Nuclear Science and Engineering / Volume 146 / Number 3 / March 2004 / Pages 340-366
The theoretical basis for the application of sensitivity and uncertainty (S/U) analysis methods to the validation of benchmark data sets for use in criticality safety applications is developed. Sensitivity analyses produce energy-dependent sensitivity coefficients that give the relative change in the system multiplication factor keff value as a function of relative changes in the cross-section data by isotope, reaction, and energy. Integral indices are then developed that utilize the sensitivity information to quantify similarities between pairs of systems, typically a benchmark experiment and design system. Uncertainty analyses provide an estimate of the uncertainties in the calculated values of the system keff due to cross-section uncertainties, as well as correlation in the keff uncertainties between systems. These uncertainty correlations provide an additional measure of system similarity. The use of the similarity measures from both S/U analyses in the formal determination of areas of applicability for benchmark experiments is developed. Furthermore, the use of these similarity measures as a trending parameter for the estimation of the computational bias and uncertainty is explored. The S/U analysis results, along with the calculated and measured keff values and estimates of uncertainties in the measurements, were used in this work to demonstrate application of the generalized linear-least-squares methodology (GLLSM) to data validation for criticality safety studies.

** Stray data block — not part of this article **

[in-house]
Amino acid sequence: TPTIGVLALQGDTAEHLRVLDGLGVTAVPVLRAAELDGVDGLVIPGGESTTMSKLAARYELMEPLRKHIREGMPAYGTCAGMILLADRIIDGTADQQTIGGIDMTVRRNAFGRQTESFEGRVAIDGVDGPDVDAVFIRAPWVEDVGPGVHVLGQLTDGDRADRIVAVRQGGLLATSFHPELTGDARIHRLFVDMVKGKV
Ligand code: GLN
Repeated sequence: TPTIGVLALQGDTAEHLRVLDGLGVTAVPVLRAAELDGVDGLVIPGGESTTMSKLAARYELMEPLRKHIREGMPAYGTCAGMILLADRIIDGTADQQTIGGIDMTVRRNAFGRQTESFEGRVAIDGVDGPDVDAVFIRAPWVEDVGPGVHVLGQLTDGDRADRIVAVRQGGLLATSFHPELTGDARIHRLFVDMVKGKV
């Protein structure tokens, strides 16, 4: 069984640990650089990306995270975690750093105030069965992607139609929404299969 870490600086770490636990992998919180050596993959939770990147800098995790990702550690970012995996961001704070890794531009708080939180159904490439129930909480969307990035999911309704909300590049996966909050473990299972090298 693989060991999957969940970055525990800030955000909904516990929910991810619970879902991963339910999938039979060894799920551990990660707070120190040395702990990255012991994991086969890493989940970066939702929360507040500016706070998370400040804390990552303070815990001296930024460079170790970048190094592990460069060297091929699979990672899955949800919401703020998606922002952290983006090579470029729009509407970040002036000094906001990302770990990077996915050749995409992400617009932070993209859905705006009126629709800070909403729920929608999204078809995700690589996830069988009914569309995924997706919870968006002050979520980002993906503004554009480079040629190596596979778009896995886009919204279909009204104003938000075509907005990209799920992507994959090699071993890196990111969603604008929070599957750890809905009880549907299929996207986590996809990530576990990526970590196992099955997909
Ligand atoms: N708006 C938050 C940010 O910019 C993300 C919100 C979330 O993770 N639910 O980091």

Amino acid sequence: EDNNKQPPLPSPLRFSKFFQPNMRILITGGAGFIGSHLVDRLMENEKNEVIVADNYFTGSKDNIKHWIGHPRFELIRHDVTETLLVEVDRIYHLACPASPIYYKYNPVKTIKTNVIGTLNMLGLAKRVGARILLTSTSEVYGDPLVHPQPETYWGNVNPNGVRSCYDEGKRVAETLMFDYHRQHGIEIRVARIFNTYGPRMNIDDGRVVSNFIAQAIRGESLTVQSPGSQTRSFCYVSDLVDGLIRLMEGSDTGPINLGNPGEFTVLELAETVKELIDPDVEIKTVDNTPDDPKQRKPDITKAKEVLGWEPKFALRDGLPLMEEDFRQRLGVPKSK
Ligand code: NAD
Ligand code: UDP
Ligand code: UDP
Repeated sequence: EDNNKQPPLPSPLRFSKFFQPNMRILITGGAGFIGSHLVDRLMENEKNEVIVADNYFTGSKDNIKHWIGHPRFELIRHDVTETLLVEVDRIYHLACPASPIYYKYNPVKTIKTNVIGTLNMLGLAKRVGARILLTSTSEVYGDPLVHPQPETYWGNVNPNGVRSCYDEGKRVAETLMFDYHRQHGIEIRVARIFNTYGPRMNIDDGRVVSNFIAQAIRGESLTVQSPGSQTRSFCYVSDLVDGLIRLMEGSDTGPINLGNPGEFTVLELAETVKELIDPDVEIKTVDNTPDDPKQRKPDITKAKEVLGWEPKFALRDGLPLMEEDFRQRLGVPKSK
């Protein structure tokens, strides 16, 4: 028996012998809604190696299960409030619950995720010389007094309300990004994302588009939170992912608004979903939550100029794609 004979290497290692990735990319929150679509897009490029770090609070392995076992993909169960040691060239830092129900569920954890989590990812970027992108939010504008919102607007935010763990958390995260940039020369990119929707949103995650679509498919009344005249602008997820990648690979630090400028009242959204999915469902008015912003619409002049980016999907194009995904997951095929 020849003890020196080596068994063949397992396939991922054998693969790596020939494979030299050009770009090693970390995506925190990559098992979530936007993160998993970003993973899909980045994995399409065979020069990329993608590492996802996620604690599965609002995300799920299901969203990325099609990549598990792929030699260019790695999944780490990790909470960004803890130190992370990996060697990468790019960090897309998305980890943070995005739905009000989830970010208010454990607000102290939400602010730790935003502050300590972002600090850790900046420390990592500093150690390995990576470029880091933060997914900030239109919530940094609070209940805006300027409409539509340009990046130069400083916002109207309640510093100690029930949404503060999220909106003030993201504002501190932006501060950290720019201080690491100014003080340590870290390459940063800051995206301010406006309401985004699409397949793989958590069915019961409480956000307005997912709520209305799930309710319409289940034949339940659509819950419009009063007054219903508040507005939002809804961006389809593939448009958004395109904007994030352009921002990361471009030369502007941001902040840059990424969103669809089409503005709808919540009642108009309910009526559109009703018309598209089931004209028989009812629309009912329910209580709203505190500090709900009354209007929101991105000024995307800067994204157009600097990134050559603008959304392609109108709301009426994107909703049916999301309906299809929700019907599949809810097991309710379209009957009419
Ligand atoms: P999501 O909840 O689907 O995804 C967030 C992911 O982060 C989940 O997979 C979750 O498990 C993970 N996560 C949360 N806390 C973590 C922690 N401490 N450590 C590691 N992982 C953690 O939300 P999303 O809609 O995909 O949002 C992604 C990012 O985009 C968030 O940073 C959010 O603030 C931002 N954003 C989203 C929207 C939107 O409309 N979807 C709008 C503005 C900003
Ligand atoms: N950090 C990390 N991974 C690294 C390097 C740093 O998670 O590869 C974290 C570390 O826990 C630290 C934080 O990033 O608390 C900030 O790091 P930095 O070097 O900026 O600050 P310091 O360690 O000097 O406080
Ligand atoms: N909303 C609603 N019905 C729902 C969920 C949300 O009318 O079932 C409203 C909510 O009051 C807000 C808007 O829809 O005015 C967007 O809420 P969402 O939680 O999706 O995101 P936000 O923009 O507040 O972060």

An illustrative example is used to demonstrate the application of these S/U analysis procedures to actual criticality safety problems. Computational biases, uncertainties, and the upper subcritical limit for the example applications are determined with the new methods and compared to those obtained through traditional criticality safety analysis validation techniques.
The GLLSM procedure is also applied to determine cutoff values for the similarity indices such that applicability of a benchmark experiment to a criticality safety design system can be assured. Additionally, the GLLSM procedure is used to determine how many applicable benchmark experiments exceeding a certain degree of similarity are necessary for an accurate assessment of the computational bias.